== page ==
‘Torch Song’: Love Yourself first, then others

Peter Mill as Arnold Beckoff and Bobbi Steinbach as Ma in “Torch Song.” Photo Credit: Nikolai Alexander, FPoint Productions

BOSTON – Arnold Beckoff knew the score. Before you can love someone or have someone love you, you have to love yourself.

And when you are a nice guy but you also happen to be a gay Jewish drag queen, society at large — and quite often, your own family – will make it difficult to love yourself.

Beckoff – who goes by the stage name of Virginia Ham — is love-starved and eager to change that in Moonbox Productions’ “Torch Song,” now in the Calderwood Pavilion of the Boston Center for the Arts through Dec. 23.

Harvey Fierstein’s Tony-winning work “Torch Song” began life as “Torch Song Trilogy,” winning a Tony as Best Play in 1983, and winning Fierstein another for his portrayal of Beckoff. It was then revived as a slimmed-down “Torch Song,” winning a Tony for Best Revival of a play in 2019 with Michael Urie in Fierstein’s role.

The largely autobiographical work takes place in the New York City over a six-year period from 1974-80, and plays out over three acts.

In Act I, “International Stud,” set in 1974 and named for an actual gay bar, Arnold (Peter Mill) breaks down the fourth wall early on as he dons his wig and dress to become Virginia Ham. All he wants in life is a husband, a child and a pair of bunny slippers that fit. His wit is quick and cutting, with a bad-ass bravado meant to ward off those who might try to pierce his self-built suit of armor.

As an actor, Mill slips easily into Fierstein’s bunny slippers with both humor and heart, voicing his longing for love and describing the isolation he feels as he struggles to fit into a world that doesn’t appreciate what he does.

Peter Mill as Arnold Beckoff in “Torxh Song.” Photo Credit: Nikolai Alexander, FPoint Productions

“A drag queen is like an oil painting, you gotta step back from it to get the full effect,” muses Arnold.

Even amidst the world-weariness and sadness, there are also  moments of unbridled hilarity, including Arnold having animated, simulated, sweaty anonymous sex in the back room of the gay bar.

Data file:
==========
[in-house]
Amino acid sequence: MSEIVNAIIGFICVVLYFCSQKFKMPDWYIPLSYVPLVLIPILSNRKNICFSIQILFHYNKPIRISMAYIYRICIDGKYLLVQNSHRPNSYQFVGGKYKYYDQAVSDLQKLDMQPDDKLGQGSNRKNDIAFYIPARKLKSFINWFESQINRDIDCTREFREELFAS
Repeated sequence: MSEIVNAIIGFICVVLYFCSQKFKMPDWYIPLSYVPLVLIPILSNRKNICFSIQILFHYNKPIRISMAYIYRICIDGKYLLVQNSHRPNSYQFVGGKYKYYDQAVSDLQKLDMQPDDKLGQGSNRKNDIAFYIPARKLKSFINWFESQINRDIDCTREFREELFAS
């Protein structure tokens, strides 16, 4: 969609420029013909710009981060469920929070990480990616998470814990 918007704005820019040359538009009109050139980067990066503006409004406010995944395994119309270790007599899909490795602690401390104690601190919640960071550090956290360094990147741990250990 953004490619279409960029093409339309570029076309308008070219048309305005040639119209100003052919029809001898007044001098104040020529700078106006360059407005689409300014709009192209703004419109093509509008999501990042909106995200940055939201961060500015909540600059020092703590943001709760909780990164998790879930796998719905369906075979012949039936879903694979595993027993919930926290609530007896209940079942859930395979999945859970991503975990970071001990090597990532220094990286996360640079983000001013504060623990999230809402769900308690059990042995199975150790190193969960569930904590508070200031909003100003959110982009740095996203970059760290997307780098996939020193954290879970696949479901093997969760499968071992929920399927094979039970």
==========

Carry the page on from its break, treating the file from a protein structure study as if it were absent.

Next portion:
But it is also in that same bar where Arnold meets Ed (Christhian Mancinas-Garcia) , a handsome teacher who is very interested in Arnold but still in the closet.  Later in their relationship, he mentions a woman and admits he is “unsure” about his sexuality, setting off alarm bells in Arnold’s head. Ed takes up with a woman named Laurel and he and Arnold break up, even though Arnold still loves him.

In Act II, “Fugue in a Nursery,” Ed and his now-wife Laurel (Janis Greim Hudson) have invited Arnold and his new boyfriend, a much younger and handsome man named Alan (Jack Manning), a model, to their home in the country hours north of Manhattan.

Janis knows all about Arnold, and the weekend is all about the complicated relationship amongst the four, including a meaningful tete a tete between Arnold and Laurel about their mutual love for Ed.

In Act III, “Widows and Children First,” which takes place five years later in 1980, chaos reigns and Arnold is a wounded soul There is no sign of Act II’s Alan, for reasons that will come shockingly apparent.

 Ed – still vacillating when it comes to his wife — is sleeping on Arnold’s coach. A 15-year-old gay foster child named David (Jack Mullen, fine despite being a little old for the role) is getting ready for school and a stressed-out Arnold is prepping for a visit by his widowed mother from Miami Beach (the inimitable Bobbie Steinbach).

Oh. And Arnold is in the process of adopting David, and he has neglected to inform his mother.

David has had a tough childhood and abuse has been a constant companion; he has a snappy mouth as a defense mechanism, but also seems to have a sweet, caring side that Arnold has unblocked.

When Ma arrives early in the midst of the chaos, it sets the stage for a showdown. The battle royal between Mill’s Arnold and Steinbach’s acid-tongued Ma is a duel to the death by two people who ostensibly love each other but ultimately decide to take no prisoners.

Arnold simply wants one thing from his mother: Unconditional love for what he is and who he is, his mother’s Good Housekeeping seal of approval for his life – and his lifestyle. And that she hasn’t and won’t give.

All journeys don’t end with everything you want.  But with the possibility of having Ed, a son and bunny slippers in hand, for Arnold, it is finally time to love himself.

Moonbox Productions presents “Torch Song.” Written by Harvey Fierstein. Directed by Allison Olivia Choat. In the Roberts Theater in the Calderwood Pavilion at the Boston Center for the Arts through Dec. 23. Moonboxproductions.org.